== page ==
Thanks Dougie for your considered response. I really wasn’t having a go at Lesley Riddoch. I worked happily with Lesley on the Sunday Herald and enjoy her feisty crowd-funded docs. But she spends too much time preaching to the converted, I suspect, and is certainly guilty of dodging some inconvenient truths in her glowing eulogies to the Nordic nations. Scandinavia is struggling with some real scourges at present and political ‘independence’ is no panacea for these anywhere on the planet.

    2. Elaine Fraser says:

      I’m not inclined to let the dig at Lesley Riddoch pass.

      Her book ‘Blossom’ turned me on to the whole independence debate in 2014.

      2019 I continue to attend ,when possible, Nordic Horizon and other free events to listen and learn . Heard about Denmark last night, fascinating, A few weeks ago it was Norway. She fills the halls wherever she goes. Talks sense. Encourages everyone to have a go especially women.

      With respect Rob Brown , I’ve never heard of you.

      1. Rob Brown says:

        Glad to hear you’re such a fan of Lesley’s films and books, Elaine. I am also delighted to see my former Sunday Herald colleague has turned into such a passionate and eloquent advocate of Scottish independence – a cause I openly supported some time before her. As for why you’ve never heard of me, that’s possibly because I’ve mainly been living and working away from Scotland for most of the last two decades and took the view (rightly or wrongly) that I shouldn’t stick my neb into IndyRef1 since I was out of the country and didn’t even have a vote in that plebiscite. But I’m well and truly back hame now and determined to speak truth to power (and to the powerless) without fear or favour. Hopefully you’ll have the pleasure of hearing a lot more from me!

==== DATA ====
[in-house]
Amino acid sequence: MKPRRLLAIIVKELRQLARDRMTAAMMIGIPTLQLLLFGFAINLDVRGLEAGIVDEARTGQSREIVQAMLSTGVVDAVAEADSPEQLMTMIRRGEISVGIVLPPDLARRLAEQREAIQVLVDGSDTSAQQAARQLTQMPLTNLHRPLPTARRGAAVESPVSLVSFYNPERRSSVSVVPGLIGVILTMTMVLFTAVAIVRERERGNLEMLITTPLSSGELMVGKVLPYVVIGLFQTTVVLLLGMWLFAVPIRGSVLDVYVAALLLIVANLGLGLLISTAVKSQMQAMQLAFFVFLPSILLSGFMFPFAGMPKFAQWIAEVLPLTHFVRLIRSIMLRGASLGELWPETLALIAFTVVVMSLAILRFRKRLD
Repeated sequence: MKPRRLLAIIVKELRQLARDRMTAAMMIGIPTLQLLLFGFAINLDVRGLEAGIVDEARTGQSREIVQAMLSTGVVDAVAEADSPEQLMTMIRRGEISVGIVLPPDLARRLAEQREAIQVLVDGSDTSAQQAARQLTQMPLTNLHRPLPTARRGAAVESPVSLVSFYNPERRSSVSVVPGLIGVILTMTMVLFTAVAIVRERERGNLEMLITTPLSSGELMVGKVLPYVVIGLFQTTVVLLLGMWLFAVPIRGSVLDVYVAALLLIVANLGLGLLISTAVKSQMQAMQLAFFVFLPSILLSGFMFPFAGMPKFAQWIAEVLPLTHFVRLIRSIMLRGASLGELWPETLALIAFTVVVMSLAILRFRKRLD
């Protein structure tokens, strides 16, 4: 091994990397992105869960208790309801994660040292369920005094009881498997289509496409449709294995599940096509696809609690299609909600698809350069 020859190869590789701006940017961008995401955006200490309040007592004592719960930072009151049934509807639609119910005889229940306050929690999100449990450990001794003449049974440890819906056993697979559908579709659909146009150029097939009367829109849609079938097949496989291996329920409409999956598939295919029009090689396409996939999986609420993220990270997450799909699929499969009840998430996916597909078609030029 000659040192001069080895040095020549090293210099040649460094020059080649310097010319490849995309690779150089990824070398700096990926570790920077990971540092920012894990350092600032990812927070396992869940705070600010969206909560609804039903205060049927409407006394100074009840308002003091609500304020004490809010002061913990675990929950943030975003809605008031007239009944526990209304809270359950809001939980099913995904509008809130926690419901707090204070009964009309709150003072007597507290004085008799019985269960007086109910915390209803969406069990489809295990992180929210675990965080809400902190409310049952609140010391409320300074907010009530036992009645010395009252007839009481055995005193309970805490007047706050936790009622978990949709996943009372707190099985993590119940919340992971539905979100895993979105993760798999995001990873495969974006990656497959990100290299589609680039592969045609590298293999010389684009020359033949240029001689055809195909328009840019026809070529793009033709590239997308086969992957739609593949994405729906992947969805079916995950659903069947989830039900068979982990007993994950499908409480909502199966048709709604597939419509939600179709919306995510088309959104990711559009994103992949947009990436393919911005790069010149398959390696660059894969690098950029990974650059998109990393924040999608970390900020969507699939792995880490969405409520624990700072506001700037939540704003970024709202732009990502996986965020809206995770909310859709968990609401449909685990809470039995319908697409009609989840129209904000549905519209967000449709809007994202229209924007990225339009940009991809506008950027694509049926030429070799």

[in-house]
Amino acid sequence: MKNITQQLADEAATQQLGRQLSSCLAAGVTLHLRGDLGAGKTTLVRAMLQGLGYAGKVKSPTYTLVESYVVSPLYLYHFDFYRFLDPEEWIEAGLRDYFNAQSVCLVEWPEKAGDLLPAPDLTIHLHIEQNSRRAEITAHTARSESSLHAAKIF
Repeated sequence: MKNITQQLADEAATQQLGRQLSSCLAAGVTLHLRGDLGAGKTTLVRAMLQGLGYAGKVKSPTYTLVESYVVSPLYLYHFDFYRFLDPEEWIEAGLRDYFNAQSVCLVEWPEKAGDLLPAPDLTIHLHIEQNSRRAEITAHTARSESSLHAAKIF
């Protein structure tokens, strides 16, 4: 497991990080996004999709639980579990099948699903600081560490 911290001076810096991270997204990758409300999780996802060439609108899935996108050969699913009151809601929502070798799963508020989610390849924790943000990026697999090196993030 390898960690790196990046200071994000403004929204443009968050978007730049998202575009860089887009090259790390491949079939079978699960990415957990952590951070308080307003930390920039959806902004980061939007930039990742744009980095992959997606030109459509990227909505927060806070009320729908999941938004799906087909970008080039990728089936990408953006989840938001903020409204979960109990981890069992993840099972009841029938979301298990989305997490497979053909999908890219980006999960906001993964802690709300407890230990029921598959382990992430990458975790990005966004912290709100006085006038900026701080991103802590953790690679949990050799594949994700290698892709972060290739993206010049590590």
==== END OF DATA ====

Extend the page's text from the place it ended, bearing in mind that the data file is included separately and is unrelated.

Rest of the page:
1. Marga says:

          Rob, re. your comment on Lesley – I want more Lesleys, not less – if everyone put so much into pursuing their special interest and making their findings available, we’d all have a lot more food for thought. We don’t have to agree with them, of course!

          It seems you are about to put your energy into your own project, challenging the powerful, now you’re back “hame”. Admirable, all of you , the more the better!

          1. Rob Brown says:

            Agreed, Marga.

          2. Charles L. Gallagher says:

            Amen to that.

  4. Willie says:

    Unless and until the BBC become an independent public sector broadcaster sepate from London and with its own Scottish Board of Trustees, it will ultimately always be nothing more than a political mouthpiece for Westminster interests.

    Anyone working for the BBC knows, and taking a wage from the BzbC knows that ultimately independent editorialism will be a no more than a tartan illusion.

    An alternative SBC, like the alternative media that has sprung up as a foil against the MSM, is what is required.

    1. Rob Brown says:

      I agree with you that the flowering of Scotland’s Fifth Estate is fantastic, Willie, but alternative media can never outmatch MSM so long as they struggle to get by on meagre resources. Make no mistake, the second war of Scottish independence will be won or lost on the airwaves (if that isn’t an outdated term in these multimedia times).

  5. John Cawley says:

    A vision of the new BBC Scotland channel. Shereen Nanjiani and Gary Robertson fronting the Sunday Politics every night with the same recurring cast of characters: Raytheon’s Moray McDonald, Peter (Dark Money) Duncan, Tom (Vote Leave lies and law-breaking) Harris, Andy (Teach First and unminuted meetings) Maciver, Kevin ( Charlotte Street) Pringle and the various representatives on rotation from Scotland’s dead tree media. Any chance of some coruscating political satire or fearless political journalism? No. Simply more of the same from the national broadcaster that fell down on the job during Indyref and helped deliver Brexit. But hey, wall to wall Still Game, repeats of Stooky and a Scottish Question Time knock off. I can’t wait.